Psychoanalysis and the Jedi: The Oedipal Menace

Give me a life wherever there is an opportunity to live, and better life than was my father’s.― Sophocles, Oedipus Rex

saber

“Fear leads to anger. Anger leads to hate and hate leads to suffering”. A quote from Yoda as he teaches the young Luke Skywalker the ways of the Jedi. The entire Star Wars franchise struggles with the feeling of unconscious anger and rage against the missing father. The Empire stands in (seemingly armed by only men and even in some cases as motherless clones) as the authoritarian oppressive father who wants to dominate and enslave the weaker parent-less rebellion.

Luke (our young Oedipus) takes us on a long quest to find and overthrow his father. He struggles with his anger and rage and studies the ways of the force and the Jedi in hopes of finding some “balance” with his own feelings. The movie writers solve the dilemma of Luke’s parallel journey with Oedipus and claiming his mother as his wife and queen by having his mother die giving him birth. We can all breath a collective sigh of relief now. Maybe George Lucas removes half of the Oedipus story with the death of Luke’s mother as a way of focusing all attention on the struggle of the son and the father. The mother falls into the deeper unconscious.  She is represented only in displaced symbols and very few actual female characters. Years after overthrowing his father, we find Luke in a self imposed exile. Why? Why do we find Luke still in such a state? I believe the answer to the question lies in the deeper feelings Luke has had about his mother which have never been faced by him or by us.

The movie saga ignores the mother, and we, like the characters in the movie, never face our desire for “mother”. Luke, never having allowed himself to feel his desire to have his mother, removes himself from sensitivity to the force as a way of ignoring this draw and feeling. By doing so, Luke cuts away a large part of himself. Only when he allows himself to regain his love for his mother through training Rey, and reconnecting to his sister and facing his shame of abandoning her is he able to finally return to his fullness as a Jedi and experience his full self. Perhaps the lesson of the Star Wars franchise about balancing love and hate, peace and anger, is more about balancing the desire for both the mother and the father.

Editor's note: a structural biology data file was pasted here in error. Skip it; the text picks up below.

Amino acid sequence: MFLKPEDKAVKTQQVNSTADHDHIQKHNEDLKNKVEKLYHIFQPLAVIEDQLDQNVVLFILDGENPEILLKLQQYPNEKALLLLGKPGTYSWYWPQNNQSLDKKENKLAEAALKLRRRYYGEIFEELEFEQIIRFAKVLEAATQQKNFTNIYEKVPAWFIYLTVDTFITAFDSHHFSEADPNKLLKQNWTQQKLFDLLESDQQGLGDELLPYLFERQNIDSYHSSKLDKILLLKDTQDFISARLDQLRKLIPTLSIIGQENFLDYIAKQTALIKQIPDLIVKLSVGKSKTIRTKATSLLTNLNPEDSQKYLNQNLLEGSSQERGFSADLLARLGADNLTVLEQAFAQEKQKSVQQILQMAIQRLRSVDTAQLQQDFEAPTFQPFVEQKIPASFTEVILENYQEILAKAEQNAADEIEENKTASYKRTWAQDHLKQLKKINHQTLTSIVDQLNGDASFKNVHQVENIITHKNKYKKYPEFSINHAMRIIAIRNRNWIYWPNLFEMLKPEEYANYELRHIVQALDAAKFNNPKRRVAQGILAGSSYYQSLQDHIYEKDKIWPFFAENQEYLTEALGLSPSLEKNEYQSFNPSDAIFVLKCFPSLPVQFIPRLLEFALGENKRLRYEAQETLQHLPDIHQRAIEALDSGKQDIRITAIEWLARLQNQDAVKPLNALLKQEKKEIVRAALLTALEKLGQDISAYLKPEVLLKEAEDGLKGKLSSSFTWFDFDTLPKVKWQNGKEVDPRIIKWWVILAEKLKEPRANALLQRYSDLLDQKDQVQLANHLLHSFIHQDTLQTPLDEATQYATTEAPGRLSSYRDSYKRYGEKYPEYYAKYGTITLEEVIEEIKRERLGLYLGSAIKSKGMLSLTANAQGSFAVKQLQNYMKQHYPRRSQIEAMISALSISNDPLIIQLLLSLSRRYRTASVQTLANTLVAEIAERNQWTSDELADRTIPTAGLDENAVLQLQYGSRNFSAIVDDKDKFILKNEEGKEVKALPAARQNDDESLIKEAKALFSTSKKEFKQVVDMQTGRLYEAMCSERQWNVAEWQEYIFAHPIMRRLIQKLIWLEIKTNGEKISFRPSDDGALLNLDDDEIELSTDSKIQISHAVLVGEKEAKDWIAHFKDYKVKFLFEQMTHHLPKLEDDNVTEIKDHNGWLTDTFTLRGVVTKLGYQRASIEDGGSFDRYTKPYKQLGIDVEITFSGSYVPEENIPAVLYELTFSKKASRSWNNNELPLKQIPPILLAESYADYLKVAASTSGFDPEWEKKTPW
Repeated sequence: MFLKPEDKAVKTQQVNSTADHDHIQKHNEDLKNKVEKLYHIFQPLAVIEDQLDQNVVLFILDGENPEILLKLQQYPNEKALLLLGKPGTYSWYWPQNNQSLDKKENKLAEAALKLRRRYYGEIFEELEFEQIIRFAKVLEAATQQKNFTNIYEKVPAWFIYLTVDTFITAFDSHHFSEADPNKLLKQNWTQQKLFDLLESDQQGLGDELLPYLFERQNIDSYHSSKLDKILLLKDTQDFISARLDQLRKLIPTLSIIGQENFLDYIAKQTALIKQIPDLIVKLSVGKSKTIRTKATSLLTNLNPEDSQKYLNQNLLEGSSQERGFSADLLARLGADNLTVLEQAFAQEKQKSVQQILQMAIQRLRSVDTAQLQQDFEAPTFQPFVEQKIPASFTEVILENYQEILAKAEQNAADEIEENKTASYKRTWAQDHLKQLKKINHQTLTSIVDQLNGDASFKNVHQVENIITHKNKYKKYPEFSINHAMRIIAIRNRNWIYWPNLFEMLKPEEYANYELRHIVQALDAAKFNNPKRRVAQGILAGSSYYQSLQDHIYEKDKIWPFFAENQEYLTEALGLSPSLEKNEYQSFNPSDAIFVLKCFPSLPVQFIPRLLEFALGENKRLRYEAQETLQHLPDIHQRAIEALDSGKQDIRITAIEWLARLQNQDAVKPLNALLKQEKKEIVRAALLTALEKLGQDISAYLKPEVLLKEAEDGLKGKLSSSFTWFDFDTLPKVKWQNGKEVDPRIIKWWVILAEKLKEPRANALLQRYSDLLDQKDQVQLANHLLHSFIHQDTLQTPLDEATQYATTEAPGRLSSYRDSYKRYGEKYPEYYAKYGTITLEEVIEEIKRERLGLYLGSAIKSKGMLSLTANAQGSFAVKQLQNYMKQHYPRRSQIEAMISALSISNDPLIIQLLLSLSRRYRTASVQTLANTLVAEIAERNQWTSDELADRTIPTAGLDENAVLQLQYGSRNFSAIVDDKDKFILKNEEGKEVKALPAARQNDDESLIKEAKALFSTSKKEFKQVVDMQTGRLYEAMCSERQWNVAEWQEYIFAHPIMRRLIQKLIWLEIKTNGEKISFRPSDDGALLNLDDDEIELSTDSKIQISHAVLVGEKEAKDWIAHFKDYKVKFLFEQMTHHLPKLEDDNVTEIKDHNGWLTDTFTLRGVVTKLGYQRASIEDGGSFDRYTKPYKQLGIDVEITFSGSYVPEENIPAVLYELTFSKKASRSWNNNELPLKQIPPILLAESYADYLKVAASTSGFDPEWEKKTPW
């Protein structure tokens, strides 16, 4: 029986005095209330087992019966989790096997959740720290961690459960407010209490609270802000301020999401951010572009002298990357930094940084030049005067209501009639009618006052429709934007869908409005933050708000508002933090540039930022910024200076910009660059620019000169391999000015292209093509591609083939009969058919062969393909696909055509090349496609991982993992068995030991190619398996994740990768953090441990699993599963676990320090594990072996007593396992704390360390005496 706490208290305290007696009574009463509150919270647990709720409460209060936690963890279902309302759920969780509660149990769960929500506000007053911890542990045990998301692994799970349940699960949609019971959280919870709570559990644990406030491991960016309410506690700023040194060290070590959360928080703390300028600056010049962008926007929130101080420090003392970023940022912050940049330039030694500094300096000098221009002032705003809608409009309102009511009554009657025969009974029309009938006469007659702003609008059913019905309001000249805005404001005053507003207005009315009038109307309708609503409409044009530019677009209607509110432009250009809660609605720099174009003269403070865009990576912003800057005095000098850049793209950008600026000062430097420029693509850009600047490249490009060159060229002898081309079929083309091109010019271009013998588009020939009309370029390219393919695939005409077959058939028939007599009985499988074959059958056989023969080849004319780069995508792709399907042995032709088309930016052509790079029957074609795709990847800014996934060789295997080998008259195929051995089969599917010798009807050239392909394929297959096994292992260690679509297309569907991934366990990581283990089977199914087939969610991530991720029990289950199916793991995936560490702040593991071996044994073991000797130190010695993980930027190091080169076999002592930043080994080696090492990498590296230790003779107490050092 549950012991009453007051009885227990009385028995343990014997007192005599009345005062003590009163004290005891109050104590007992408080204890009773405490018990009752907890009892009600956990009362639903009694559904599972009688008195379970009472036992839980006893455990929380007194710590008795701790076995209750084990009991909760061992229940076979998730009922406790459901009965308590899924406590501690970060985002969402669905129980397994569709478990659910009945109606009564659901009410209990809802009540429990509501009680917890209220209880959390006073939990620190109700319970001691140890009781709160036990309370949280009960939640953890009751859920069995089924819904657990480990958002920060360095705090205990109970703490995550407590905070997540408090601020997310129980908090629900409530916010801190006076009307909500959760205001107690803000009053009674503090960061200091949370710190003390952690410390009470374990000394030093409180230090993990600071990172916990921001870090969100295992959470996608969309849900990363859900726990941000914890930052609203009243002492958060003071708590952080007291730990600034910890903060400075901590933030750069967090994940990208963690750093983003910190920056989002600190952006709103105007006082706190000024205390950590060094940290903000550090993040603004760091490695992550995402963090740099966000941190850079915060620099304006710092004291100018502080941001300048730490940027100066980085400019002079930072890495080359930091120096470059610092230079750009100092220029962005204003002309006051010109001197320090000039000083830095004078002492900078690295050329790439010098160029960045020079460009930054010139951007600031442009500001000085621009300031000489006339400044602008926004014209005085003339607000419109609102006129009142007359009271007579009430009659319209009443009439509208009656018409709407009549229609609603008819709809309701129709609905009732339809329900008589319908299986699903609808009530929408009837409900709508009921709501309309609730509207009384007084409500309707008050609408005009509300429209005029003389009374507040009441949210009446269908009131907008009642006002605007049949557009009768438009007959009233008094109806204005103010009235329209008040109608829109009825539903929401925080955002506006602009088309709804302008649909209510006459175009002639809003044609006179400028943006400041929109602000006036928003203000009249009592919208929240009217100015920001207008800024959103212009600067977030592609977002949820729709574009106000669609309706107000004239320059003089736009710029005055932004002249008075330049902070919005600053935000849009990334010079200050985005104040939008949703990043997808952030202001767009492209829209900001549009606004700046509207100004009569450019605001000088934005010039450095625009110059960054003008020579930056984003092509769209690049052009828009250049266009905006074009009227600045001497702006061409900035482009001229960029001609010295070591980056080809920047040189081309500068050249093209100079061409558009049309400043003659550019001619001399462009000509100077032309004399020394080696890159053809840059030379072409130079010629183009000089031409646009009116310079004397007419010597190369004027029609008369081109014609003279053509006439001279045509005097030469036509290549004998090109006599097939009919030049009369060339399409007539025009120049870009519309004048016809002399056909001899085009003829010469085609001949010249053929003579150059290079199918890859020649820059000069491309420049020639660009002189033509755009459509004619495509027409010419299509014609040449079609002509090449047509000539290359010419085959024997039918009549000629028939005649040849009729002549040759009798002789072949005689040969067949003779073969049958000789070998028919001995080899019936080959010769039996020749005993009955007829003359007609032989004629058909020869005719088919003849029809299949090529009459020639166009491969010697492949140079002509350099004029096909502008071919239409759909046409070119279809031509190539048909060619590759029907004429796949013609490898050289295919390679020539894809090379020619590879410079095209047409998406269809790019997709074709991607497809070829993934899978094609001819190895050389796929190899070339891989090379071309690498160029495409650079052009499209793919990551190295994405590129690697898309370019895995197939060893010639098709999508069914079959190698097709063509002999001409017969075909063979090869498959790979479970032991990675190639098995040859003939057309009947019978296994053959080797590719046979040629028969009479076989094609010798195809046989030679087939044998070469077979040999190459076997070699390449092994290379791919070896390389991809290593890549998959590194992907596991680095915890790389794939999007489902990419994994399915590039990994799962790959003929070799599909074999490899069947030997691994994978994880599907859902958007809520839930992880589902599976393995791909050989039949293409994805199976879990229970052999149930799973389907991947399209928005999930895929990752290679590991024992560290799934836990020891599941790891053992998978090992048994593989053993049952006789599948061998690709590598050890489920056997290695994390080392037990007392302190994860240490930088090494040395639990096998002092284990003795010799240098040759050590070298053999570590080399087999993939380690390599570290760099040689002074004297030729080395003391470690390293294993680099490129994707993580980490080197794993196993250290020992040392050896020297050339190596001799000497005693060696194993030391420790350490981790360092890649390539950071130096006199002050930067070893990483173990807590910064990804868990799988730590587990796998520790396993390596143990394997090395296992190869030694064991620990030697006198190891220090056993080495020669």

The story of Oedipus Rex confronts both the desire to have the mother and the wish to destroy the father. Star Wars fails to give us a balance in the story by focusing only on the father. Luke’s conflict doesn’t resolve until the very end. Only in confronting both aspects of the Oedipal conflict can a true balance in the force be achieved. In some ways he has to see that his love comes from his mother and competition from his father. Having only competition gives way to anger, rage and hate. Anger, rage and hate represent the dark side of the force. He is incomplete without both and can only resist the impulse to give in to the dark side of the force by having and holding love. His earliest lesson in love would have been the desire for his mother.

Luke tells us he has no memory of his mother. He needs Leia to remind him of his deep unconscious memory of his mother. His sexual desire for Leia in the earlier movies, and his wish for her forgiveness of his shame and guilt in the later stories bring him back in touch with the feelings he never consciously felt for his mother. When he is able to have and hold those feelings, and only then, is he able to fully become one with the force and find true balance.


Stephen M Taylor, M. D.

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